1.6 In these circumstances, the Ombudsman is led to the conclusion that at the very least by failing to give the complainant the opportunity to submit its observations on the alleged fraud before rejecting the applications on this ground (as the Commission now claims it did), the Commission failed to handle these applications fairly and objectively.

1.7 In his decision on the related complaint 1160/2000/GG adopted today, the Ombudsman has already found that the Commission has infringed the complainant’s right to be heard, and he has made a critical remark in this respect. The Ombudsman considers, therefore, that it is not necessary to make a further critical remark in the present case.

2 Failure to decide on applications within a reasonable period

2.1 On 19 July 2001, the Ombudsman addressed the following draft recommendation to the Commission:

"The European Commission should decide on the two applications lodged by the complainant in 1996 and 1997 as soon as possible, and at the latest by 31 October 2001"

2.2 On 5 November 2001, the Commission informed the Ombudsman that it had rejected the two applications on 16 October 2001. The Ombudsman considers that the Commission has thus accepted his draft recommendation. He therefore closes the case.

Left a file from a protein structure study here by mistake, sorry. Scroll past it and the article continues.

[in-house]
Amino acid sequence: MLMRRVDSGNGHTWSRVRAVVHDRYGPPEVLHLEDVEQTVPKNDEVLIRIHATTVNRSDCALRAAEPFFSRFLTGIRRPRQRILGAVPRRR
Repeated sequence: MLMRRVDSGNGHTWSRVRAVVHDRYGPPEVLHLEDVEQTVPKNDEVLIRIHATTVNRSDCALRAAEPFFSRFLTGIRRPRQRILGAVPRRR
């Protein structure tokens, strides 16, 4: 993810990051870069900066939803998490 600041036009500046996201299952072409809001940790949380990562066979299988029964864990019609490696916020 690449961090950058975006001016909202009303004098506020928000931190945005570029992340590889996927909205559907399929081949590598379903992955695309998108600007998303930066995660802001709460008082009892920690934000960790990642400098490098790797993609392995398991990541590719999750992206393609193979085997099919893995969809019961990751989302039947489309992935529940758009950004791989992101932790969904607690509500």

The President of the European Commission will also be informed of this decision.

Yours sincerely,

 

Jacob SÖDERMAN


(1) A document on the complainant's administrative costs between 1991 and 2000 drawn up by KPMG was submitted to the Ombudsman by the complainant.

(2) Decision 94/262 of 9 March 1994 of the European Parliament on the Regulations and General Conditions Governing the Performance of the Ombudsman's Duties, OJ 1994 L 113, page 15.

(3) A copy of this letter was obtained by the Ombudsman in the course of his inquiries into complaint 338/98/VK.

(4) A copy of the DZI's letter of 1 September 1993 was attached to the opinion which was forwarded to the complainant. The words cited above were highlighted (presumably by the Commission) on this copy.

(5) See Joined Cases T-213/95 and T-18/96, SCK and FNK v Commission [1997] ECR II-1739, paragraph 56. This paragraph refers to proceedings relating to competition policy, but the relevant principle is not limited to this area. It may be noted that the Commission itself relies on this judgment to support its own view.

(6) Case C-185/95 P, Baustahlgewebe GmbH v Commission [1998] ECR I-8417 paragraph 29.

(7) Copies of these letters were submitted to the Ombudsman by the complainant.